Falstaff

Amid the multitude of crêperies on this little street sits this good old-fashioned beer bar. It's cozy and bustling, with classic rock on the stereo, beer-friendly eats, and maybe, just maybe, NFL football on TV. Service is speedy and well-informed, and the hooks along the walls and bar are appreciated by purse-carriers and coat-wearers everywhere. In addition to the 13 beers on tap, you'll find 120 different bottled beers. Prices are a little steep, but the convivial ambiance and tasty Belgian beers are certainly worth a splurge now and then.

Endangered French Regional Cooking

In Paris, it’s possible to do a Tour de France without a bicycle, since one of the most unique layers of the city’s food chain is its many French regional tables. Indeed the cooking of almost every corner of France is available in Paris, although some regions, notably the Auvergne and Alsace, are better represented than others, like the north of France, which has just a single address, Le Graindorge, vaunting such Flemish favorites as waterzooï (chicken and vegetables stewed in cream enriched bouillon) or carbonade, beef cooked in a sauce of beer.

Café des Abattoirs in The New York Times

Café des Abattoirs (75001) Lindsey Tramuta reported on Café des Abattoirs in the Times this week, calling it a “modern grill-meets-Lyonnaise bouchon” run by the Rostang sisters who “uphold their father’s penchant for simple dishes prepared with top-tier ingredients, in a family-friendly environment that has a whiff of nostalgia… Despite a few missed opportunities — a short, predictable wine list and uninspired desserts — this is feel-good Rostang cooking at its finest.”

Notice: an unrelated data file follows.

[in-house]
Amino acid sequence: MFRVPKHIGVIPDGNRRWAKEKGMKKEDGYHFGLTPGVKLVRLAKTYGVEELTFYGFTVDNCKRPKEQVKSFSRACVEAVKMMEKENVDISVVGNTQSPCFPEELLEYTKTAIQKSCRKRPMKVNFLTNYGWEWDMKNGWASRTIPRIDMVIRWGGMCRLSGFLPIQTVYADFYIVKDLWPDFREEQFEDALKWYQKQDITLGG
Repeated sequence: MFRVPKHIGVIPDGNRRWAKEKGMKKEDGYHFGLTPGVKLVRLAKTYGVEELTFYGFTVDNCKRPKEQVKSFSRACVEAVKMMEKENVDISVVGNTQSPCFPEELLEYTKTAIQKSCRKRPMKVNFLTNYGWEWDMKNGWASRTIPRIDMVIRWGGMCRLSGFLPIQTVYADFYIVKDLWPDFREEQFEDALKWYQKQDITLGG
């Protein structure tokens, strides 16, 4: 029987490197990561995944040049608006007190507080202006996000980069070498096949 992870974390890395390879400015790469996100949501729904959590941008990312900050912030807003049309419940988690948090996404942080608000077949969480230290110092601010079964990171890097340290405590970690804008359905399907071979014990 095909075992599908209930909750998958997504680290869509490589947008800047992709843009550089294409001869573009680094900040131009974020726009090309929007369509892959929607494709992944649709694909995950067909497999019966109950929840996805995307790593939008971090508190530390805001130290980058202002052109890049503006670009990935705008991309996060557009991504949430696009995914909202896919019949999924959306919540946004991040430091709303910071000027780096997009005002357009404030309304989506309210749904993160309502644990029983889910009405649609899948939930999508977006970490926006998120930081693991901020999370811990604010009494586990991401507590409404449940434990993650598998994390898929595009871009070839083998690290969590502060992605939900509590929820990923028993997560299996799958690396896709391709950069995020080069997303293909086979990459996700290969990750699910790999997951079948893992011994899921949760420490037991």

Lobrano loves the new Cantonese LiLi

LiLi (75016) Alexander Lobrano thinks this brand new Cantonese restaurant will be one of the biggest hits of the rentrée with “an extravagant but carefully edited program of temptations that debuts with dim sum, including the juicy Shanghai style soup dumplings below and also other more delicate and tantalizing versions of the genre, including the lobster-stuffed caviar-dressed single dim-sum that was so good I ate it in one excited bite.”

Find practical information and additional reviews on our guide page for LiLi

Yam’Tcha to close & relocate

Yam'Tcha Paris

Stephane Davet reports today that Yam’Tcha – the celebrated and nearly impossible-to-book restaurant from chef Adeline Grattard – will be closing at some point in the next few months in order to reopen in a larger space. The new restaurant will also be in the Les Halles neighborhood but will pass from 20 to 35 covers and have space for four cooks instead of three. Anyone who has seen their current set -up can understand why she might want some more elbow room in the kitchen.

Read the full story in Le Monde

 

Bon Appétit reviews Le Comptoir nine years after it opens

Le Comptoir du Relais (75006) Editor-in-Chief Adam Rapoport acknowledges the (still) impossibility of scoring a reservation at Yves Camdeborde’s restaurant, and then gives it some more much-needed mainstream press coverage. The appeal for him lies in “the restaurant’s bustling, studio-apartment-size space, completely free of pretense in a city famous for pretense,” and the fact that “there is no menu—you eat whatever inventive, abundantly fresh, elevated bistro dishes Camdeborde chooses to cook that evening.” Also, the cheese (much of which comes, we’ve heard, from Twiggy’s place inside the covered Saint-Germain market): “Finally, there is the cheese board, oozing with only-in-France creations (and honey and quince jam and all that good stuff) that your waiter plunks down on the table after your meal and lets you have at it.”

La Fine Mousse opens a restaurant pairing beer & food

La Fine Mousse Restaurant (75011) Kate Robinson visited La Fine Mousse’s new restaurant, which aims to “bring beer to the dinner table and prove that it’s a worthy companion to exceptional food.” There were “still a few wrinkles to iron out, especially considering the price point,” but “there’s no denying the quality of the ingredients or the creativity of the menu.”

Read the full review at Haven in Paris

Find additional reviews and practical information for the beer bar on our page for La Fine Mousse.